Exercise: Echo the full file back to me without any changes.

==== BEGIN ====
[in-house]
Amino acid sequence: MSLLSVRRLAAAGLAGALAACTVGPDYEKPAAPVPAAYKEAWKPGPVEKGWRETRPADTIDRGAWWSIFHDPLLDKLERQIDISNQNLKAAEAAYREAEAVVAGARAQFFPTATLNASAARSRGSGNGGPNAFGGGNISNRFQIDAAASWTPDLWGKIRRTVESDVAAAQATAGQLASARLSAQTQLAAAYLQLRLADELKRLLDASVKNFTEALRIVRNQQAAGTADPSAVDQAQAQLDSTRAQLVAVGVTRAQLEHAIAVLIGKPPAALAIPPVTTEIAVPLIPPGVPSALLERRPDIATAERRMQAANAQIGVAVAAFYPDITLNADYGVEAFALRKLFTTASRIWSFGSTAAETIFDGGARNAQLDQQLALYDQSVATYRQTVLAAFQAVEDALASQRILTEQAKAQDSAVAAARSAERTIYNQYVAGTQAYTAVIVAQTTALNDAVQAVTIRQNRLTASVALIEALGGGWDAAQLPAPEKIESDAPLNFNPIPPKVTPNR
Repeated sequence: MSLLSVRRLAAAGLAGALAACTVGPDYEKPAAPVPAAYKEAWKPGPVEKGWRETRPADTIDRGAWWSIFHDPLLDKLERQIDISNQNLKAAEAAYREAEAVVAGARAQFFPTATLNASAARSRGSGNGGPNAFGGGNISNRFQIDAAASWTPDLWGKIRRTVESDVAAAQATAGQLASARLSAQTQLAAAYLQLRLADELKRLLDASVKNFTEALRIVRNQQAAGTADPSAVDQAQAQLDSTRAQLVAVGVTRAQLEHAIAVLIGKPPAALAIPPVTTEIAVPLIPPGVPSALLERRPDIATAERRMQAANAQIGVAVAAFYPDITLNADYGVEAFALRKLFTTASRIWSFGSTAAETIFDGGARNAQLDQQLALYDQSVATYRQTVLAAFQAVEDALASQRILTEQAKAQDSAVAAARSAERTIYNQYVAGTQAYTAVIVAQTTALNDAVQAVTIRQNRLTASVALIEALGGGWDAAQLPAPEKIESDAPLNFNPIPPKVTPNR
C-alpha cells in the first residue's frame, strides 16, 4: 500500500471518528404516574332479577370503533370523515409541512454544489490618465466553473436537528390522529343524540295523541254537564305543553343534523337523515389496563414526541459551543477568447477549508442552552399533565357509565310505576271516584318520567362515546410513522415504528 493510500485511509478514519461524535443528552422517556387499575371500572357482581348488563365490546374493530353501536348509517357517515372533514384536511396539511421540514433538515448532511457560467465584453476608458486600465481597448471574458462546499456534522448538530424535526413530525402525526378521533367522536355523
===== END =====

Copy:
[in-house]
Amino acid sequence: MSLLSVRRLAAAGLAGALAACTVGPDYEKPAAPVPAAYKEAWKPGPVEKGWRETRPADTIDRGAWWSIFHDPLLDKLERQIDISNQNLKAAEAAYREAEAVVAGARAQFFPTATLNASAARSRGSGNGGPNAFGGGNISNRFQIDAAASWTPDLWGKIRRTVESDVAAAQATAGQLASARLSAQTQLAAAYLQLRLADELKRLLDASVKNFTEALRIVRNQQAAGTADPSAVDQAQAQLDSTRAQLVAVGVTRAQLEHAIAVLIGKPPAALAIPPVTTEIAVPLIPPGVPSALLERRPDIATAERRMQAANAQIGVAVAAFYPDITLNADYGVEAFALRKLFTTASRIWSFGSTAAETIFDGGARNAQLDQQLALYDQSVATYRQTVLAAFQAVEDALASQRILTEQAKAQDSAVAAARSAERTIYNQYVAGTQAYTAVIVAQTTALNDAVQAVTIRQNRLTASVALIEALGGGWDAAQLPAPEKIESDAPLNFNPIPPKVTPNR
Repeated sequence: MSLLSVRRLAAAGLAGALAACTVGPDYEKPAAPVPAAYKEAWKPGPVEKGWRETRPADTIDRGAWWSIFHDPLLDKLERQIDISNQNLKAAEAAYREAEAVVAGARAQFFPTATLNASAARSRGSGNGGPNAFGGGNISNRFQIDAAASWTPDLWGKIRRTVESDVAAAQATAGQLASARLSAQTQLAAAYLQLRLADELKRLLDASVKNFTEALRIVRNQQAAGTADPSAVDQAQAQLDSTRAQLVAVGVTRAQLEHAIAVLIGKPPAALAIPPVTTEIAVPLIPPGVPSALLERRPDIATAERRMQAANAQIGVAVAAFYPDITLNADYGVEAFALRKLFTTASRIWSFGSTAAETIFDGGARNAQLDQQLALYDQSVATYRQTVLAAFQAVEDALASQRILTEQAKAQDSAVAAARSAERTIYNQYVAGTQAYTAVIVAQTTALNDAVQAVTIRQNRLTASVALIEALGGGWDAAQLPAPEKIESDAPLNFNPIPPKVTPNR
C-alpha cells in the first residue's frame, strides 16, 4: 500500500471518528404516574332479577370503533370523515409541512454544489490618465466553473436537528390522529343524540295523541254537564305543553343534523337523515389496563414526541459551543477568447477549508442552552399533565357509565310505576271516584318520567362515546410513522415504528 493510500485511509478514519461524535443528552422517556387499575371500572357482581348488563365490546374493530353501536348509517357517515372533514384536511396539511421540514433538515448532511457560467465584453476608458486600465481597448471574458462546499456534522448538530424535526413530525402525526378521533367522536355523